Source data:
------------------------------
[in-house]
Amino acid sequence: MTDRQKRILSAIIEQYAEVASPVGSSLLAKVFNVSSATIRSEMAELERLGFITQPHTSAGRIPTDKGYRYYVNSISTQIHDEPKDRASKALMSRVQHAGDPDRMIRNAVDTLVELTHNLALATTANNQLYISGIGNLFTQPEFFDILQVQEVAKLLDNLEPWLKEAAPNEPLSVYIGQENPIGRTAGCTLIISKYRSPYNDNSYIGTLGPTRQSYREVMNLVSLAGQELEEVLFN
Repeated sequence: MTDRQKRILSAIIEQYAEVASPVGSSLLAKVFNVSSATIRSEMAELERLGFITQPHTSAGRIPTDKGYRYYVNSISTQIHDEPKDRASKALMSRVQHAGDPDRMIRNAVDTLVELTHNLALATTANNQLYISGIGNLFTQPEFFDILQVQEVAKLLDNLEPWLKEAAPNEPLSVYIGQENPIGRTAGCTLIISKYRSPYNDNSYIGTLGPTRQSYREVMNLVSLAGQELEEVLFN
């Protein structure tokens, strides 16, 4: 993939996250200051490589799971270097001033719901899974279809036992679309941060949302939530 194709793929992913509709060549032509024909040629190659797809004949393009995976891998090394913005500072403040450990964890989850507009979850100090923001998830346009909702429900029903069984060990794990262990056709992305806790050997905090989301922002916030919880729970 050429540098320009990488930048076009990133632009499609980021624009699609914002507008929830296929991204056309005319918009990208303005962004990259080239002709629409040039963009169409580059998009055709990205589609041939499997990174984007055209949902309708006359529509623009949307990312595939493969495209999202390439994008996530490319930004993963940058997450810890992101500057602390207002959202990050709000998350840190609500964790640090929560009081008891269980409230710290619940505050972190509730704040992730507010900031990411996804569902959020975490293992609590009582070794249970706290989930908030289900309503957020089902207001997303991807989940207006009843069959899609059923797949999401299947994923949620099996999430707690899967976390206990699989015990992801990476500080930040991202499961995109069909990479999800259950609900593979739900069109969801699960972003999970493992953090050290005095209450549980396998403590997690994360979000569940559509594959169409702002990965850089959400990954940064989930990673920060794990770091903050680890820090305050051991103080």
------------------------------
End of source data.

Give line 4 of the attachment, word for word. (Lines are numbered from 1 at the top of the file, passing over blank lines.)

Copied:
């Protein structure tokens, strides 16, 4: 993939996250200051490589799971270097001033719901899974279809036992679309941060949302939530 194709793929992913509709060549032509024909040629190659797809004949393009995976891998090394913005500072403040450990964890989850507009979850100090923001998830346009909702429900029903069984060990794990262990056709992305806790050997905090989301922002916030919880729970 050429540098320009990488930048076009990133632009499609980021624009699609914002507008929830296929991204056309005319918009990208303005962004990259080239002709629409040039963009169409580059998009055709990205589609041939499997990174984007055209949902309708006359529509623009949307990312595939493969495209999202390439994008996530490319930004993963940058997450810890992101500057602390207002959202990050709000998350840190609500964790640090929560009081008891269980409230710290619940505050972190509730704040992730507010900031990411996804569902959020975490293992609590009582070794249970706290989930908030289900309503957020089902207001997303991807989940207006009843069959899609059923797949999401299947994923949620099996999430707690899967976390206990699989015990992801990476500080930040991202499961995109069909990479999800259950609900593979739900069109969801699960972003999970493992953090050290005095209450549980396998403590997690994360979000569940559509594959169409702002990965850089959400990954940064989930990673920060794990770091903050680890820090305050051991103080």